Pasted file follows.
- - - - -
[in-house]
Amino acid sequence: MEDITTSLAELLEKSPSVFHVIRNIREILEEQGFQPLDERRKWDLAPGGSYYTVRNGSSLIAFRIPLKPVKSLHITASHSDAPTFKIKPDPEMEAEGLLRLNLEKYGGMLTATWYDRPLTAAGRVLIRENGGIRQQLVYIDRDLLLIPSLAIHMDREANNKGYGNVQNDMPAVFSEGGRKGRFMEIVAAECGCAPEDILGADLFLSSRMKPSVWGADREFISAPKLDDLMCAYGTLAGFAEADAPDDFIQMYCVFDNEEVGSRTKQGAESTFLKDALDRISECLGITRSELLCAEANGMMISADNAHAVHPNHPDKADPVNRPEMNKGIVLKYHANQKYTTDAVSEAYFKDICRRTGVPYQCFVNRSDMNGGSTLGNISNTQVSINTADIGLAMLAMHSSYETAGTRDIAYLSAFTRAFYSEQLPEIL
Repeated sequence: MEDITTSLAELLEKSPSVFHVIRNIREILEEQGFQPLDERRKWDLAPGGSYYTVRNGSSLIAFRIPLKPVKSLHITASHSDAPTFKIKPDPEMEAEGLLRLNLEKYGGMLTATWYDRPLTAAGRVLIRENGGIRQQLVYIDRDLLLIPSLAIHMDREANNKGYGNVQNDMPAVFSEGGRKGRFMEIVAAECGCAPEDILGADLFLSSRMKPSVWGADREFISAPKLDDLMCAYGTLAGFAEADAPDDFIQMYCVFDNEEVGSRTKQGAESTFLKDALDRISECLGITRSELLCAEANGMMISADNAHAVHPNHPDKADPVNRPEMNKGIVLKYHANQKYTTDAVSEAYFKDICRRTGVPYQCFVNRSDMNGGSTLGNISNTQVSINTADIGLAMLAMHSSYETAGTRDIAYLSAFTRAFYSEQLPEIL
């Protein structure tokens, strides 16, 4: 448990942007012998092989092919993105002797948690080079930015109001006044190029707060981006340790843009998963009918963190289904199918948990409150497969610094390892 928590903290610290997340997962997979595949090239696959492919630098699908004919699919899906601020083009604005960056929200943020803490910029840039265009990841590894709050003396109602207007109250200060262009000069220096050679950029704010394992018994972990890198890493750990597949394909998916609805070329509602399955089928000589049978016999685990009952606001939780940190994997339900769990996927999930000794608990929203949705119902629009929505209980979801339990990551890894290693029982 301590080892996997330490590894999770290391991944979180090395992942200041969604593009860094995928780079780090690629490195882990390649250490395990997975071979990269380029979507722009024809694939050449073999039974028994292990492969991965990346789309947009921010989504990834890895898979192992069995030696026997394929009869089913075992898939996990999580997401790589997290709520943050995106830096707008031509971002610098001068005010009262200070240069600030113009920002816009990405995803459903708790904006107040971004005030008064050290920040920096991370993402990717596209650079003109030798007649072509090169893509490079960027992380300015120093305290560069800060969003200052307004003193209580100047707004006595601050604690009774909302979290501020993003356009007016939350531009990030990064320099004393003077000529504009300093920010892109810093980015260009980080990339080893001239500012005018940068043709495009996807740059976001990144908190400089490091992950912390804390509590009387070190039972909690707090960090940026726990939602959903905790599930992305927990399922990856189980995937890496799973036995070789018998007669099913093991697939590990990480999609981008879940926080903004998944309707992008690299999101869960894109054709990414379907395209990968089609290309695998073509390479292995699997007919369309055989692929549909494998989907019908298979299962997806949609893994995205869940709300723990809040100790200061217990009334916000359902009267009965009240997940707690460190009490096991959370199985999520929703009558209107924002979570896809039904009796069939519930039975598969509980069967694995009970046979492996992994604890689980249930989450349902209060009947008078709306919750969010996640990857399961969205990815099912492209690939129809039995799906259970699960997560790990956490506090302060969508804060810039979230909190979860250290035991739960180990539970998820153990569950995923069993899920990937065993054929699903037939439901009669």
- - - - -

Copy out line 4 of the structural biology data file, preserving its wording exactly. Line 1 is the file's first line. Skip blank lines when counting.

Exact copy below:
């Protein structure tokens, strides 16, 4: 448990942007012998092989092919993105002797948690080079930015109001006044190029707060981006340790843009998963009918963190289904199918948990409150497969610094390892 928590903290610290997340997962997979595949090239696959492919630098699908004919699919899906601020083009604005960056929200943020803490910029840039265009990841590894709050003396109602207007109250200060262009000069220096050679950029704010394992018994972990890198890493750990597949394909998916609805070329509602399955089928000589049978016999685990009952606001939780940190994997339900769990996927999930000794608990929203949705119902629009929505209980979801339990990551890894290693029982 301590080892996997330490590894999770290391991944979180090395992942200041969604593009860094995928780079780090690629490195882990390649250490395990997975071979990269380029979507722009024809694939050449073999039974028994292990492969991965990346789309947009921010989504990834890895898979192992069995030696026997394929009869089913075992898939996990999580997401790589997290709520943050995106830096707008031509971002610098001068005010009262200070240069600030113009920002816009990405995803459903708790904006107040971004005030008064050290920040920096991370993402990717596209650079003109030798007649072509090169893509490079960027992380300015120093305290560069800060969003200052307004003193209580100047707004006595601050604690009774909302979290501020993003356009007016939350531009990030990064320099004393003077000529504009300093920010892109810093980015260009980080990339080893001239500012005018940068043709495009996807740059976001990144908190400089490091992950912390804390509590009387070190039972909690707090960090940026726990939602959903905790599930992305927990399922990856189980995937890496799973036995070789018998007669099913093991697939590990990480999609981008879940926080903004998944309707992008690299999101869960894109054709990414379907395209990968089609290309695998073509390479292995699997007919369309055989692929549909494998989907019908298979299962997806949609893994995205869940709300723990809040100790200061217990009334916000359902009267009965009240997940707690460190009490096991959370199985999520929703009558209107924002979570896809039904009796069939519930039975598969509980069967694995009970046979492996992994604890689980249930989450349902209060009947008078709306919750969010996640990857399961969205990815099912492209690939129809039995799906259970699960997560790990956490506090302060969508804060810039979230909190979860250290035991739960180990539970998820153990569950995923069993899920990937065993054929699903037939439901009669």